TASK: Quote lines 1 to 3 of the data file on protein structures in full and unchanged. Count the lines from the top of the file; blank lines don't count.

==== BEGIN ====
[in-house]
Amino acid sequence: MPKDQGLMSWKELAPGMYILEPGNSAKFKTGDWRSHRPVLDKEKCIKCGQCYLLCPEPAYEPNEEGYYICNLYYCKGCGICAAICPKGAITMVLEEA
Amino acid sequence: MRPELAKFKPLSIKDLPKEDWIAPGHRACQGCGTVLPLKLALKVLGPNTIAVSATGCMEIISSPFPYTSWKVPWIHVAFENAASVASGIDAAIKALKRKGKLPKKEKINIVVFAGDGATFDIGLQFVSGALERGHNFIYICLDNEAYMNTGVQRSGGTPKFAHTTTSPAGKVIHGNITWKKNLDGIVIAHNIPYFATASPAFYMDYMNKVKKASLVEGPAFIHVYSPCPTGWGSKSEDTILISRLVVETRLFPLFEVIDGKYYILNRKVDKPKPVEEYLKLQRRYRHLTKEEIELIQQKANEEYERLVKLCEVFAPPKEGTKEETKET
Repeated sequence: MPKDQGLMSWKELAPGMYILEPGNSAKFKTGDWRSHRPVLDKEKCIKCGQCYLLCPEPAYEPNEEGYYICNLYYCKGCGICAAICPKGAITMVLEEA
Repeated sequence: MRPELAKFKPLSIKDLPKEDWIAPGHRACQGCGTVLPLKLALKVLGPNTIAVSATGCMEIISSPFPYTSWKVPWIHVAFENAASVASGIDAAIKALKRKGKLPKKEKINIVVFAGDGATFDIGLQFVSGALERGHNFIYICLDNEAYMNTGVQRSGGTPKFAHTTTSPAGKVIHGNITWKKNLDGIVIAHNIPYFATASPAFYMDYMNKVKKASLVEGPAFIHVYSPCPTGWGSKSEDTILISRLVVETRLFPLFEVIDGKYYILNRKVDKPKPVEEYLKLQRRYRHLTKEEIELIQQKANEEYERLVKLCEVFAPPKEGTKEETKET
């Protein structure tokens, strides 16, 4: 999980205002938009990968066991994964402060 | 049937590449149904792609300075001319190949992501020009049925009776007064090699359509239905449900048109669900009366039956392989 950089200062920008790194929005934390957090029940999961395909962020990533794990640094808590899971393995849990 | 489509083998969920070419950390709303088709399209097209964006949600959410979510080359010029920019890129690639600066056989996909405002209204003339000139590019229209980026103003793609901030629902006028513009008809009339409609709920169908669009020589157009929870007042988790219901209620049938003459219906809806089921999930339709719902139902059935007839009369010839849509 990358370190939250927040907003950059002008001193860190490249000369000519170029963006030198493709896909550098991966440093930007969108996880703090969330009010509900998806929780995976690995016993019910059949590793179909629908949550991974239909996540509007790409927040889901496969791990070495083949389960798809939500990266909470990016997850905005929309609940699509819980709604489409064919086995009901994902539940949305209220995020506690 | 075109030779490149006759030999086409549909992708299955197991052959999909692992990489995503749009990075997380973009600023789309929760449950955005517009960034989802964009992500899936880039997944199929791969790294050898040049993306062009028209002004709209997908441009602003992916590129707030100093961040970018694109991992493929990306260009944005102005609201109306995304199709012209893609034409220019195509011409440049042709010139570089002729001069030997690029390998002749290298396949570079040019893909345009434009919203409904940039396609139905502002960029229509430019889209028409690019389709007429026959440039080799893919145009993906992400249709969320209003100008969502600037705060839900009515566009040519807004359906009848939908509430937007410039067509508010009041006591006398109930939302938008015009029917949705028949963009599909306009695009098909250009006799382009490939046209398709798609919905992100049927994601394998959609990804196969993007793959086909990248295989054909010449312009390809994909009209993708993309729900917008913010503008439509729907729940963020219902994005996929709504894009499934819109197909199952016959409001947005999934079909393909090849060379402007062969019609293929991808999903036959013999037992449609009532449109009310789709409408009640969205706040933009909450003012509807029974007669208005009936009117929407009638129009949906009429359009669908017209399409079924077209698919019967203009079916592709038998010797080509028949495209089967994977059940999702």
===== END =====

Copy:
[in-house]
Amino acid sequence: MPKDQGLMSWKELAPGMYILEPGNSAKFKTGDWRSHRPVLDKEKCIKCGQCYLLCPEPAYEPNEEGYYICNLYYCKGCGICAAICPKGAITMVLEEA
Amino acid sequence: MRPELAKFKPLSIKDLPKEDWIAPGHRACQGCGTVLPLKLALKVLGPNTIAVSATGCMEIISSPFPYTSWKVPWIHVAFENAASVASGIDAAIKALKRKGKLPKKEKINIVVFAGDGATFDIGLQFVSGALERGHNFIYICLDNEAYMNTGVQRSGGTPKFAHTTTSPAGKVIHGNITWKKNLDGIVIAHNIPYFATASPAFYMDYMNKVKKASLVEGPAFIHVYSPCPTGWGSKSEDTILISRLVVETRLFPLFEVIDGKYYILNRKVDKPKPVEEYLKLQRRYRHLTKEEIELIQQKANEEYERLVKLCEVFAPPKEGTKEETKET